Okay, so it's not really a new thing. But I'm starting to put more emphasis on making my little client services business a "real" business. Something about losing client work will motivate you, eh? No worries, all is well, just trying to get ahead of this and use the available time to help some more folks.
I'm building out the marketing site over at https://resonant.dev. Essentially, my pitch is:
Your idea. From zero to launch.
By that, I mean that I'll take clients from zero to off-the-ground ASAP. Of course that's a good thought, but you may ask...
- Isn't that how most folks work? Ideally yes, but hiring a large agency or what-have-you is going to mean lots of overhead and upfront costs to get anything started.
- Yeah, but can you really do it all? Not really. I mean, sure I'm trying to sell myself to you here, but honestly I'm not a master of all trades (just a jack). What I do is apply my research skillz in a way that I can pick the right toolsets and build on prior art where possible to get you from zero to one... million...
Alright, time to get really uncomfortable... I don't usually toot my own horn and all that, but moving ahead in any bit of work requires some of it, I suppose. So here goes...
1. My über-diverse background permalink
Starting with this one because it really does help when getting started. Allow me to explain. New projects inherently need to pull from broad experience to get up and running. At a bare minimum for most software projects, you'll need some considerations spanning frontend, backend, databases, and deployment.
And my background? In terms of tech, I've touched a good bit of what folks would call the "stack":
Degree in electrical engineering
No, I don't think this applies to (most) software projects. But it does mean I spent time learning the lowest of the low-level stuff in school and some early jobs about how computers and systems work.
Worked in Digital Hardware (FPGAs)
FPGAs are a really cool piece of tech that I don't intend to code for much anymore. But the world of digital hardware involves building out the pieces of computer architecture required for computer and electronics systems to operate.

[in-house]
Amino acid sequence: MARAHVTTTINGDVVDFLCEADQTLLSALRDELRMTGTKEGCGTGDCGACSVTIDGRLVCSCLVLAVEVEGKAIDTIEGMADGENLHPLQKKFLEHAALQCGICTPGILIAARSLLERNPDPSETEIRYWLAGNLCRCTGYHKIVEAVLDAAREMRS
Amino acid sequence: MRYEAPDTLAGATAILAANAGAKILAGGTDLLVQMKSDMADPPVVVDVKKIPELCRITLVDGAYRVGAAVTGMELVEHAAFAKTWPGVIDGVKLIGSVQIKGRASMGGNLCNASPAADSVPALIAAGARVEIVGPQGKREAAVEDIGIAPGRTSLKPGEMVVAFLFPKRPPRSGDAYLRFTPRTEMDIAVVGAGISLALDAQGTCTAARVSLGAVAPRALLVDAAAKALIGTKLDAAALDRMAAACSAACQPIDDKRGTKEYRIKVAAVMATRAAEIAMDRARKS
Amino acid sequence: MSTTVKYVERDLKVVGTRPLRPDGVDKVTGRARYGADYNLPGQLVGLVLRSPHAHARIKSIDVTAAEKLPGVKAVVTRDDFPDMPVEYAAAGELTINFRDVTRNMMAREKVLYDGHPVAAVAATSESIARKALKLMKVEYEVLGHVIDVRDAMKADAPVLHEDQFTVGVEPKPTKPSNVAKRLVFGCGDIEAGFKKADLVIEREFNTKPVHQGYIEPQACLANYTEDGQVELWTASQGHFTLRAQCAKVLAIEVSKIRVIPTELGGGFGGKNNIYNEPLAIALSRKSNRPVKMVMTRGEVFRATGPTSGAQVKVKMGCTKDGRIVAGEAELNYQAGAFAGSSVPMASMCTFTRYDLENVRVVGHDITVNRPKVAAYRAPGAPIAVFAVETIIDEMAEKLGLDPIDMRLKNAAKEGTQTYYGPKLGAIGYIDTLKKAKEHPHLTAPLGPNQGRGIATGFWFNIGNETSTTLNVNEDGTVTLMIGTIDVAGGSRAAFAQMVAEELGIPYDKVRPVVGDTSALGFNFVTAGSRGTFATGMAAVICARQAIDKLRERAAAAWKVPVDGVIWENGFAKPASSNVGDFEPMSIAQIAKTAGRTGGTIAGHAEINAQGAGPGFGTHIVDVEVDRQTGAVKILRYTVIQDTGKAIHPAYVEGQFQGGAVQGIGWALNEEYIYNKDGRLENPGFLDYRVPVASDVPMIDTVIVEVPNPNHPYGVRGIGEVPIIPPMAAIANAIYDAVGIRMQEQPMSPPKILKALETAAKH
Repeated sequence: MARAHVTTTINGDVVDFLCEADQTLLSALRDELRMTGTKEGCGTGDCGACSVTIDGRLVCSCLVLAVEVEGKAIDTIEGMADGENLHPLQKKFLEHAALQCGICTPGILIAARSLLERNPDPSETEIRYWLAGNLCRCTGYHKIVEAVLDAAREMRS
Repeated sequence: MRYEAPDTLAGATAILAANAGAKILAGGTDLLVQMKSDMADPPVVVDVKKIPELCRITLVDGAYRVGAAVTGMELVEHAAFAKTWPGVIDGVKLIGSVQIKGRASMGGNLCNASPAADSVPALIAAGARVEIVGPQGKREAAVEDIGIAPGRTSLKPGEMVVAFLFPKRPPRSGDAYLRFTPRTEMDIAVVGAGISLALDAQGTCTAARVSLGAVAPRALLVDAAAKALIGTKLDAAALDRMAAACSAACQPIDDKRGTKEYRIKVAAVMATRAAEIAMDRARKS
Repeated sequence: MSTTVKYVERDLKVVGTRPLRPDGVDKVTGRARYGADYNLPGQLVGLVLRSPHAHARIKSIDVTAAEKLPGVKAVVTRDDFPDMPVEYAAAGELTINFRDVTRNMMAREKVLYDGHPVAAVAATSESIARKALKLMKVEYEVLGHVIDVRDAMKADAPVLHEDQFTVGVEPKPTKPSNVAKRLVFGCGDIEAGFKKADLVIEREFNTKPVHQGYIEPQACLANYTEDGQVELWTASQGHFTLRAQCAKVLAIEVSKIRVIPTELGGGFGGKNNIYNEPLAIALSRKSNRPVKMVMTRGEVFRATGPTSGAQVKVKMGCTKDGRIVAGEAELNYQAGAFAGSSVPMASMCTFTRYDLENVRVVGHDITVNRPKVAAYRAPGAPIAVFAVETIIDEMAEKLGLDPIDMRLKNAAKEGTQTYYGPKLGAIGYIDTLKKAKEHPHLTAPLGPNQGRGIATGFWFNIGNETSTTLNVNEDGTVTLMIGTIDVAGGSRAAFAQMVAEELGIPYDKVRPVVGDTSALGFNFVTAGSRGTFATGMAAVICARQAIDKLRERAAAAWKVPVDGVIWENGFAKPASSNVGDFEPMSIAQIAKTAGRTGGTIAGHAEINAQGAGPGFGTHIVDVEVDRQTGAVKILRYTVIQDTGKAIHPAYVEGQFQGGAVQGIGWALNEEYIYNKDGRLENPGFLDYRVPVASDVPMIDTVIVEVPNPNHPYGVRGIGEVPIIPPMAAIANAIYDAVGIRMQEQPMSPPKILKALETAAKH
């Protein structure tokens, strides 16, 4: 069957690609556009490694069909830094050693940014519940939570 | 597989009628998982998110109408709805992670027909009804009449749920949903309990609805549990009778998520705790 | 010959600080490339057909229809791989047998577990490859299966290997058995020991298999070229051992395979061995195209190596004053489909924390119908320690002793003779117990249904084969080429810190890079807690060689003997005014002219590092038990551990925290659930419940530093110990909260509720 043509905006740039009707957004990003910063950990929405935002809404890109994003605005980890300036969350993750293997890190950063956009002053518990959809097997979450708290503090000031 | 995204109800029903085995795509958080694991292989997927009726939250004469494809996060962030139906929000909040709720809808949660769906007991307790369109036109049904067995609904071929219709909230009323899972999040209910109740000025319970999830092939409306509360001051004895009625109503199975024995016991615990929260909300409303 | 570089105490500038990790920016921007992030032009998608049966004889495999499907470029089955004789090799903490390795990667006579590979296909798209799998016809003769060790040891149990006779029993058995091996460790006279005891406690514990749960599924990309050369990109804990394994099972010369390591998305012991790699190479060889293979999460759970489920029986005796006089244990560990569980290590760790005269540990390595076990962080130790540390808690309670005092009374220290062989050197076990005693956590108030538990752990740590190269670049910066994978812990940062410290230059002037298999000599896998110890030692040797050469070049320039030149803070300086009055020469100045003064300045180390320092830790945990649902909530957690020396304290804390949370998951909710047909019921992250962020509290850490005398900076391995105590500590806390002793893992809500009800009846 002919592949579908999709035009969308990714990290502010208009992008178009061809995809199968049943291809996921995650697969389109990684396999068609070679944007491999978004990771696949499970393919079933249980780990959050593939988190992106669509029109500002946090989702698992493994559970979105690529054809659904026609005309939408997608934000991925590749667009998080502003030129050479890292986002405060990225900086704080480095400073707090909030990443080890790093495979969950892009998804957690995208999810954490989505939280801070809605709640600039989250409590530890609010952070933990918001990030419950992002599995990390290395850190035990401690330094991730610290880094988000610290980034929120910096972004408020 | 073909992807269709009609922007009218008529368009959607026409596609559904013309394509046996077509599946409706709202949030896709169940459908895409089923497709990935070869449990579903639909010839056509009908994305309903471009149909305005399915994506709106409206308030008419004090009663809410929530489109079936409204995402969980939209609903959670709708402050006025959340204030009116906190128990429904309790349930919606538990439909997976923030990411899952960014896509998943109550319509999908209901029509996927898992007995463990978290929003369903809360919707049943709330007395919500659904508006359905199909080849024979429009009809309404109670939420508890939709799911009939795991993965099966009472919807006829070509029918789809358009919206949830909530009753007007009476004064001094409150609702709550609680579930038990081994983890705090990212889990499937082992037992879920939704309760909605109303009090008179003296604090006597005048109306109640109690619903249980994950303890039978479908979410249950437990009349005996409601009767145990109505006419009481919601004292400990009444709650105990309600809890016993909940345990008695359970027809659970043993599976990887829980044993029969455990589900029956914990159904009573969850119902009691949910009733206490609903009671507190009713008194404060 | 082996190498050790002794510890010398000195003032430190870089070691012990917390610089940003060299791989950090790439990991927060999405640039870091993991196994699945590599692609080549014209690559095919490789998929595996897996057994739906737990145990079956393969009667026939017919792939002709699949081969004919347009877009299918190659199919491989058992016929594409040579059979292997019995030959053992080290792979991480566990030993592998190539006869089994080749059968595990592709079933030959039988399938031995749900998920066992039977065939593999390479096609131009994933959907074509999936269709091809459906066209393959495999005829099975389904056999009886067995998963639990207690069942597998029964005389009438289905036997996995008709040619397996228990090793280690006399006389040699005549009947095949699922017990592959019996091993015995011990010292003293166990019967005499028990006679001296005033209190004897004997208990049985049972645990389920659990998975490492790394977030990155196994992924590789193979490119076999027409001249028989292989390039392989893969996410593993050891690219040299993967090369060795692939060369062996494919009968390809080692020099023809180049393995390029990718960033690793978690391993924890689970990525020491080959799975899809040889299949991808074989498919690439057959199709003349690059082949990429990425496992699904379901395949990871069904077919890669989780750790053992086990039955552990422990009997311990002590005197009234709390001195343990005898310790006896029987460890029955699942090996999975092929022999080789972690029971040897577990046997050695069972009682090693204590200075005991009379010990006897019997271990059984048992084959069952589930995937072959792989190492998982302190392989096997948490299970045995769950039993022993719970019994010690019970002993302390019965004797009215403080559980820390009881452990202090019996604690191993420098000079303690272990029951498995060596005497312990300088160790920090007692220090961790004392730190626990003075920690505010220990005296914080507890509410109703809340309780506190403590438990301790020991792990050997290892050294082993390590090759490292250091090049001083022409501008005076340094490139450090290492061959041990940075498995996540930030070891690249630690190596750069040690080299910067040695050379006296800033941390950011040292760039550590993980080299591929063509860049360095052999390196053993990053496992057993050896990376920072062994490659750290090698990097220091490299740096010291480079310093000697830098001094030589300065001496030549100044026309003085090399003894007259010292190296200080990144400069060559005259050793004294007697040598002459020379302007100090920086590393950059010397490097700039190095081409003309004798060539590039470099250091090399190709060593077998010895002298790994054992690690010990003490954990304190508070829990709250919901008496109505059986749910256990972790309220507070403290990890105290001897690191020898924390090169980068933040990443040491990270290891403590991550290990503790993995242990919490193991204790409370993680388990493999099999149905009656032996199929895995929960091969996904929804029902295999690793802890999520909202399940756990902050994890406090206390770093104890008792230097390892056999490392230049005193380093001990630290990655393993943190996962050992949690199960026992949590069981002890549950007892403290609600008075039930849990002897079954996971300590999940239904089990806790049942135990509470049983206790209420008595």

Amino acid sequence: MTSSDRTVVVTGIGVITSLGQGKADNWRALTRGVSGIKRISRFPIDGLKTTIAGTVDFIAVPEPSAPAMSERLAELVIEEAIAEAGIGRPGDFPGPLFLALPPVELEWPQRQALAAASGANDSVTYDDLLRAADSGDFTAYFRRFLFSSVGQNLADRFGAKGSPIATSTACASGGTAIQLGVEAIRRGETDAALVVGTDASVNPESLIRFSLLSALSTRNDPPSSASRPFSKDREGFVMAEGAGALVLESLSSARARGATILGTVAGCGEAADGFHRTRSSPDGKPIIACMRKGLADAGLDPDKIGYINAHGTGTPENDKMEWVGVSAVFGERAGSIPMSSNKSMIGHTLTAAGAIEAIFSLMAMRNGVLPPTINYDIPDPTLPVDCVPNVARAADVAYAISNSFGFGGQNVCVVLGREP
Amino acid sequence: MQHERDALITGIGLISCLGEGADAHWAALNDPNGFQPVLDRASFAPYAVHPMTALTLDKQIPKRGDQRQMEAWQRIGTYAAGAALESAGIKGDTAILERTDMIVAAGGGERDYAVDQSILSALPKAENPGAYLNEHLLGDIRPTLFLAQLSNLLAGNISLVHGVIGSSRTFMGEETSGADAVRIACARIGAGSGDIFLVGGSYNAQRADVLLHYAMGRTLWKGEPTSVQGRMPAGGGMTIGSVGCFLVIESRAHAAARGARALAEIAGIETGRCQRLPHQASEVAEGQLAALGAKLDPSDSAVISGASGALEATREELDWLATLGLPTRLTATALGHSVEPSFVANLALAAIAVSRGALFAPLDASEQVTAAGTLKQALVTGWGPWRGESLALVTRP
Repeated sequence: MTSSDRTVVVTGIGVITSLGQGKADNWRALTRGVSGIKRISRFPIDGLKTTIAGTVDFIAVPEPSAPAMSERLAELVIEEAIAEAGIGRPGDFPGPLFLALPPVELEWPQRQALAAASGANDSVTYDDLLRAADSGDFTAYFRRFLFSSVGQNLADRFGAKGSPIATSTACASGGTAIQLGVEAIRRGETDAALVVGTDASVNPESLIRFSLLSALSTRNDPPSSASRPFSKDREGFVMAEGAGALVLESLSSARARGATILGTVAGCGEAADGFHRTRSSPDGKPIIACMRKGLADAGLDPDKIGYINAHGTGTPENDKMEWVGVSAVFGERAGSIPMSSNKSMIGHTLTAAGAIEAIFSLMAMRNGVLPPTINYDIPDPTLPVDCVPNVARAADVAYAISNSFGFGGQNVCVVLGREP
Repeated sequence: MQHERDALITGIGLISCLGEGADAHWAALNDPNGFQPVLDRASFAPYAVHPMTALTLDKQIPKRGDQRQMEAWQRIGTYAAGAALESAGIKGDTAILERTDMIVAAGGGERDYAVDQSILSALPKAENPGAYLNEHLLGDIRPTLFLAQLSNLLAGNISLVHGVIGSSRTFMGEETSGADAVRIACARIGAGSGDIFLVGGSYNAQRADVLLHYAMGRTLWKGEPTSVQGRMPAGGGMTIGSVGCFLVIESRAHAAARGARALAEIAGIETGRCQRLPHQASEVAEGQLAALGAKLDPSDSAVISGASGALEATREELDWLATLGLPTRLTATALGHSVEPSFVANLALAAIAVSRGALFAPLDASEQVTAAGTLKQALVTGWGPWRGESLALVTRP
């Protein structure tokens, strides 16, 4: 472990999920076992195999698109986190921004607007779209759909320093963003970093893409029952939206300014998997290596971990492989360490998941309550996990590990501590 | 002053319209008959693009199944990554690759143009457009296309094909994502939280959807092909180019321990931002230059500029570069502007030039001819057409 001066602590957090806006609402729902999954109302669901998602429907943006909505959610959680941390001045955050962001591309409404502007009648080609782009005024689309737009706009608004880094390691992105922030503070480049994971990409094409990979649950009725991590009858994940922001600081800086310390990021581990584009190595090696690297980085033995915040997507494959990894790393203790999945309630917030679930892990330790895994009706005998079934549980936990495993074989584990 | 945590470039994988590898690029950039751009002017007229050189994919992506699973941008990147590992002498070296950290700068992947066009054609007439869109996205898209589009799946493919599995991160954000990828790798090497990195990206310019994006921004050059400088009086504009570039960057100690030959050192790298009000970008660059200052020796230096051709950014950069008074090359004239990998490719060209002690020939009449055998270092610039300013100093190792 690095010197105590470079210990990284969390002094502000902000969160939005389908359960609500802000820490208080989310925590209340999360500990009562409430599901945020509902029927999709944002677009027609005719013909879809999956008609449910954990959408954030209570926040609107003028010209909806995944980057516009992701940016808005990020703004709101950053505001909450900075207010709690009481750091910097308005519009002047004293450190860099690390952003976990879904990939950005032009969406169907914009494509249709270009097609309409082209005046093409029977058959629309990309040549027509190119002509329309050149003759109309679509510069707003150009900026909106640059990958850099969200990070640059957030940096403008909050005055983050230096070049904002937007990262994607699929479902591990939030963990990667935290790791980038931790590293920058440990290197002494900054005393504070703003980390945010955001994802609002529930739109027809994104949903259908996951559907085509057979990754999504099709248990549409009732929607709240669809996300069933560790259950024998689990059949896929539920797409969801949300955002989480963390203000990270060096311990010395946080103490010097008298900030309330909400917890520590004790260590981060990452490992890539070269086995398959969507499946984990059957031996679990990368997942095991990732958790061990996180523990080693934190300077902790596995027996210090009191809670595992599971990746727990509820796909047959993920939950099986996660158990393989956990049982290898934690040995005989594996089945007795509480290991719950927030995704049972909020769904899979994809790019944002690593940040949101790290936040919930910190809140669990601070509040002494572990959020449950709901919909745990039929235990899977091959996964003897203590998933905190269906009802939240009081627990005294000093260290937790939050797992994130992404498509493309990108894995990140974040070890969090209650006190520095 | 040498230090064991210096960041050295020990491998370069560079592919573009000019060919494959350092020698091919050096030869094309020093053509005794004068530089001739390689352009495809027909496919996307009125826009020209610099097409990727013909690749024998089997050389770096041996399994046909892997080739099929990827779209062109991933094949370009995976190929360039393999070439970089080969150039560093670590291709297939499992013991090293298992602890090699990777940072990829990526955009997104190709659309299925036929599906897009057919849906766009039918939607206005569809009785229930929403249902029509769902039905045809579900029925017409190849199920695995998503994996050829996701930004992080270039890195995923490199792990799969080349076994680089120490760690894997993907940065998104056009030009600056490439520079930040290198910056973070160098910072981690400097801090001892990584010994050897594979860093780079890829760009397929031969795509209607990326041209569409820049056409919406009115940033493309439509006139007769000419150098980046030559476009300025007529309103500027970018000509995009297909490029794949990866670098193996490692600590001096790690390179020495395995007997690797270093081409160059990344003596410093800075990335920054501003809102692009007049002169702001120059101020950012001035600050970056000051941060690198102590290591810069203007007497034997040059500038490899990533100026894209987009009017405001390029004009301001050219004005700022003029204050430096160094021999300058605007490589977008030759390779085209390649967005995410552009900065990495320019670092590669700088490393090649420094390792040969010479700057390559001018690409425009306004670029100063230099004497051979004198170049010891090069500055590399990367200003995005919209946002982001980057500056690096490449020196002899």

Worked in IoT (Internet of Things)
Working on full stack web applications
The biggest driver for me in work these days is what most would call "full stack" web development. The explosion of tech in this space over the past 5-15 years is really a great playground for someone who likes to learn about new things.
As a software engineer, I've been in "lead" roles for the past 3 years. In that role, I like to do a few things:
- provide technical vision to the team based on the product direction
- mentor and teach younger engineers and help them level up
- spread out beyond the "boundaries" of the team's responsibilities into DevOps, CI/CD, product/marketing, etc.
- contribute to discussions about system architecture from the perspective of someone who's building it
My primary strengths are and . In the case of us-working-together, that means I like to jump in quickly while getting to know what you want to accomplish. Applying those strengths to my daily work looks like my ongoing reading and research into fun and new tech to help move things along as fast as possible (but not faster).
3. My product focus permalink
When it comes to building things, I've always been kind of a self-starter type. By that, I mean that I have always wanted to sit down and piece together a fully-functional system on my own where I can understand what it is and everything it does. That has led me to focus on honing a set of tools from which to build something of real value.
Wanna work together?! permalink
If you have a project or idea you want to get off the ground or even if you want help on an existing project, give me a
call form submission here.